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Measuring snow pack one part of predicting flood risk

It might not feel much like spring is almost here, but conservation authorities are preparing for when things finally do warm up.

It might not feel much like spring is almost here, but conservation authorities are preparing for when things finally do warm up.

Conservation Sudbury has been measuring the snow pack in the watersheds around the city to assess the flood risk, and the depth of snow is normal, according to general manager Paul Sajatovic.

But the big concern is that the consistently cold temperatures are not allowing any gradual melting.

“I think that is really what will have people somewhat concerned is how long that trend carries on. And then how quickly it starts to warm up,” he said.

Sajatovic said Conservation Sudbury will step up snow monitoring in the coming weeks as spring arrives.

'Instant' readings

One person doing the measuring is water resource technologist Anoop Naik, who has a special hollow tube with him that takes snow cores.

“When you insert the core sampler slowly, there might be two different crusts,” he said. “Then you correlate that to the water content. That's how quick it's going to go.”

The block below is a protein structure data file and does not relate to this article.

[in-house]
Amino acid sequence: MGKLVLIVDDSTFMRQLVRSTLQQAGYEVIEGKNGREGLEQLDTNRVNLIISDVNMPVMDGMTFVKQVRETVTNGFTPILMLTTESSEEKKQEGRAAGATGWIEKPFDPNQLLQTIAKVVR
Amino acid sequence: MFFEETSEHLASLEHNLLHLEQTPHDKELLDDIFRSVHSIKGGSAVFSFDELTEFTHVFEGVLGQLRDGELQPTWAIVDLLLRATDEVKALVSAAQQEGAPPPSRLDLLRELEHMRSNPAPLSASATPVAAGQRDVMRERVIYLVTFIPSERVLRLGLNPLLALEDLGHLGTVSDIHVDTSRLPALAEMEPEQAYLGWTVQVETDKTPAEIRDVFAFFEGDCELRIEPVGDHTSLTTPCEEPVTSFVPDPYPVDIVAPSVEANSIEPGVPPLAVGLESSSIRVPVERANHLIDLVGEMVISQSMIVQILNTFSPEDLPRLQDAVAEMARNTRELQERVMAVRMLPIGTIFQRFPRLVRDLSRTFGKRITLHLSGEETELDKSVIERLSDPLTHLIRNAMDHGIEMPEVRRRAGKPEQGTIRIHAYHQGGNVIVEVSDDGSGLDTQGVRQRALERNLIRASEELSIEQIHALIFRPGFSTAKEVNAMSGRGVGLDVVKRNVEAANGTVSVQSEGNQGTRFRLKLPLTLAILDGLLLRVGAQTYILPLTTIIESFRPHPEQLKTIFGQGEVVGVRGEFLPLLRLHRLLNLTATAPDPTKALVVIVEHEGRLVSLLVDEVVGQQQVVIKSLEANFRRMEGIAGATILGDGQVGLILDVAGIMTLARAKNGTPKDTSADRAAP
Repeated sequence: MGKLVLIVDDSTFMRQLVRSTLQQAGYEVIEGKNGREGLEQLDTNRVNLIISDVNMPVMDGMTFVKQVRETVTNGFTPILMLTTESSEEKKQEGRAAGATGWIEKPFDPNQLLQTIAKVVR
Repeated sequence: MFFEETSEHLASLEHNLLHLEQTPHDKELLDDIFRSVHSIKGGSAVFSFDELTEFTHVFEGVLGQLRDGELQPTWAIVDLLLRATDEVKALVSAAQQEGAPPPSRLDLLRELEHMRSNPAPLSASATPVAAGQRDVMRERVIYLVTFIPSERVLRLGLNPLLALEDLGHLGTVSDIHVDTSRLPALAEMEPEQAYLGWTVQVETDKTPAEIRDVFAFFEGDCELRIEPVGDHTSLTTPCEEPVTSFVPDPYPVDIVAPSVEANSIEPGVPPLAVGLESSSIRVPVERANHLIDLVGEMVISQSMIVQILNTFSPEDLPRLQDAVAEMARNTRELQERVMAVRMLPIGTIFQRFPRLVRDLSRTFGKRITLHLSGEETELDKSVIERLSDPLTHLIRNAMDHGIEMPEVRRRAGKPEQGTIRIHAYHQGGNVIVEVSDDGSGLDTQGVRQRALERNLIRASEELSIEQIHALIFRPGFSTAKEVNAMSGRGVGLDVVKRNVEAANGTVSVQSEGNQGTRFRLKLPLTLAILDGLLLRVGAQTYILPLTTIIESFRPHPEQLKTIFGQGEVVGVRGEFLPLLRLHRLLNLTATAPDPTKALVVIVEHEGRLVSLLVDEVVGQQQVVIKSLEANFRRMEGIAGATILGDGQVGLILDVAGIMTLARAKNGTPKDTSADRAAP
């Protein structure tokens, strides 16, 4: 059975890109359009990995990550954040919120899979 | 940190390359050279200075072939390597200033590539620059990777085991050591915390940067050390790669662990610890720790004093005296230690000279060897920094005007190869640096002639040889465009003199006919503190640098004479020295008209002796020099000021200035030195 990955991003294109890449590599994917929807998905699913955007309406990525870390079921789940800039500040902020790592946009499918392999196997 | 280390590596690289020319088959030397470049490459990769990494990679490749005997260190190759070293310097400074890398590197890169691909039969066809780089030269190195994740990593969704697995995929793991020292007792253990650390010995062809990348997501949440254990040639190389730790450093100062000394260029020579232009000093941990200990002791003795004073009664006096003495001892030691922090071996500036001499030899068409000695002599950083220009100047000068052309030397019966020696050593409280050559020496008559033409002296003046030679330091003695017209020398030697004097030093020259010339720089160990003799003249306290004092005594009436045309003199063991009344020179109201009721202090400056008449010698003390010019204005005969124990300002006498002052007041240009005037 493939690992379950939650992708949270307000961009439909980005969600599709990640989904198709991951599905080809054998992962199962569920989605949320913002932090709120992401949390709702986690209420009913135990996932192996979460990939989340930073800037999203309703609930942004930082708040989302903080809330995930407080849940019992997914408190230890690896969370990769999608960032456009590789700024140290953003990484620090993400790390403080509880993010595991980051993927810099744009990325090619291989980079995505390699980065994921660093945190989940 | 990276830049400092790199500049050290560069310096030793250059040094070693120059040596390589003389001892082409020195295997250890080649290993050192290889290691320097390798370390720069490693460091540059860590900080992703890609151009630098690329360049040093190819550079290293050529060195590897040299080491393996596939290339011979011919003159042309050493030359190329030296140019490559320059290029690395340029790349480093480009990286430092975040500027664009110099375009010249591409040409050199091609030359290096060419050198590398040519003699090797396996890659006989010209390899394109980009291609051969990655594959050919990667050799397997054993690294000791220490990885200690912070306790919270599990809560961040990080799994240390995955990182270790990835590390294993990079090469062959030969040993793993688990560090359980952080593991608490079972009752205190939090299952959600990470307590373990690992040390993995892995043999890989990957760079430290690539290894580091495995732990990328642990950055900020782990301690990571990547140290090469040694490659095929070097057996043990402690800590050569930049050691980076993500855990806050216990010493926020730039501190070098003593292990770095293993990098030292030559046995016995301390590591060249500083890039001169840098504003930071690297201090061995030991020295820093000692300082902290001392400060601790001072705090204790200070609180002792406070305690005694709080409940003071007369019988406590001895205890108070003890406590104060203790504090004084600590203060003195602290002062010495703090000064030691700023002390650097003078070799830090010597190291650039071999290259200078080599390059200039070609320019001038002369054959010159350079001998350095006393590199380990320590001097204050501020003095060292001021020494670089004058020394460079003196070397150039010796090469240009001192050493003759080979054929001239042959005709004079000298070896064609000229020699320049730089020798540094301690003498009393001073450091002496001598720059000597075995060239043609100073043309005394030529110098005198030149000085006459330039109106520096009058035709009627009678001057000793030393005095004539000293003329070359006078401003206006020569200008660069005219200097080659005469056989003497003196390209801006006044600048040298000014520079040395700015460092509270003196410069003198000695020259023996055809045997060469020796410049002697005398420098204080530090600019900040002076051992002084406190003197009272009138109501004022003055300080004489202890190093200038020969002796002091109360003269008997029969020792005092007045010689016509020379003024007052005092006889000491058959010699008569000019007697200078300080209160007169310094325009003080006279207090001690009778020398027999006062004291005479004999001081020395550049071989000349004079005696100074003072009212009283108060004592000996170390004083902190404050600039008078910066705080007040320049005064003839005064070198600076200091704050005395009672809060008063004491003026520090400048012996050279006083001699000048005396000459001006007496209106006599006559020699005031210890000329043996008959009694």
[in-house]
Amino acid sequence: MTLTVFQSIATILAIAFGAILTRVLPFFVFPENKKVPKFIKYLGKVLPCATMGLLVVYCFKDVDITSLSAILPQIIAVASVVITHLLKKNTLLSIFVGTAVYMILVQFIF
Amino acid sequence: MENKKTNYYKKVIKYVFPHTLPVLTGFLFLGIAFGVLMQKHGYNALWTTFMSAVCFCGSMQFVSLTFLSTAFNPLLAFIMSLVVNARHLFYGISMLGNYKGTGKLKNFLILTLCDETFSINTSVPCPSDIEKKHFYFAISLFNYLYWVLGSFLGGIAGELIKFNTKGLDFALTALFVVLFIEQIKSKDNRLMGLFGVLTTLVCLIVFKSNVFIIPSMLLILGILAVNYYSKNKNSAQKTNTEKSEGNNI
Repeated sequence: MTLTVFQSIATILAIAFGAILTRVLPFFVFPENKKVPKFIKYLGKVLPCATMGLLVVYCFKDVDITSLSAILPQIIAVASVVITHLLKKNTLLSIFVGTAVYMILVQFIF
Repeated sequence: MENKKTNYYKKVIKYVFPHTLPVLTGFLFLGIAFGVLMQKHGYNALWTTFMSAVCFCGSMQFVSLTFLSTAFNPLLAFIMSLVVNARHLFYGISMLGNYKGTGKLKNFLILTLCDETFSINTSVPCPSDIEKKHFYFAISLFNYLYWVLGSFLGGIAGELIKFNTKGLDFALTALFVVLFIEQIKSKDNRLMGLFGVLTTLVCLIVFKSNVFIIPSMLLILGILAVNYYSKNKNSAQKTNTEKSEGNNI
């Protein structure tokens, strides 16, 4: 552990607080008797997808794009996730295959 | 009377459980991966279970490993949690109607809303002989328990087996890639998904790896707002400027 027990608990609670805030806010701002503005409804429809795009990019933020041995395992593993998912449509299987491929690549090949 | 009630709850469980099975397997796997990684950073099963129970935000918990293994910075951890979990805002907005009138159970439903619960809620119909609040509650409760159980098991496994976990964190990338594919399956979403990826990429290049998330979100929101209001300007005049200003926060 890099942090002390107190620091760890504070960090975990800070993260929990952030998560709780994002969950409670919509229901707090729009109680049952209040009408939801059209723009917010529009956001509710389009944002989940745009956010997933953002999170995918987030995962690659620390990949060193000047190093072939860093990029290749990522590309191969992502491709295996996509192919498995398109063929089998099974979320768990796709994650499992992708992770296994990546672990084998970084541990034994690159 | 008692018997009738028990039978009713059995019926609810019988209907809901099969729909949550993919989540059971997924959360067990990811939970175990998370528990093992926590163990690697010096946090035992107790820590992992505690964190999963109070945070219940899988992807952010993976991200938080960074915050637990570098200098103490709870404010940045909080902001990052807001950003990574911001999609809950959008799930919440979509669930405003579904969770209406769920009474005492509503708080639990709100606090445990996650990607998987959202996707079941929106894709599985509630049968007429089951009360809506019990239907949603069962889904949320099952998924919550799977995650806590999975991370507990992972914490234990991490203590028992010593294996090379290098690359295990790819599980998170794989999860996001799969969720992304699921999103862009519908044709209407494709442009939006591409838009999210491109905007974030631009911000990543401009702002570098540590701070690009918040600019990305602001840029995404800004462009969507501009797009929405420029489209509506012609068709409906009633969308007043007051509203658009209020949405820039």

Back at the road, conservation authority regulations officer Dennis Lenzi records the measurements. 

After collecting 10 samples, they check the weight of the snow to calculate the water content.

Lenzi said that — more than the depth of snow — weight helps determine how much water will flow when it melts.

“The weight of that tube, the core, is calibrated to the scale,” he said. “And we can have a reading instantly right here in the field on how many inches of water is in that snowpack.”

The measuring of snow is only one factor in determining the flood risk in the area. Much also depends on how quickly warmer temperatures arrive, and how much water was frozen into the ground before the first snow in the fell.

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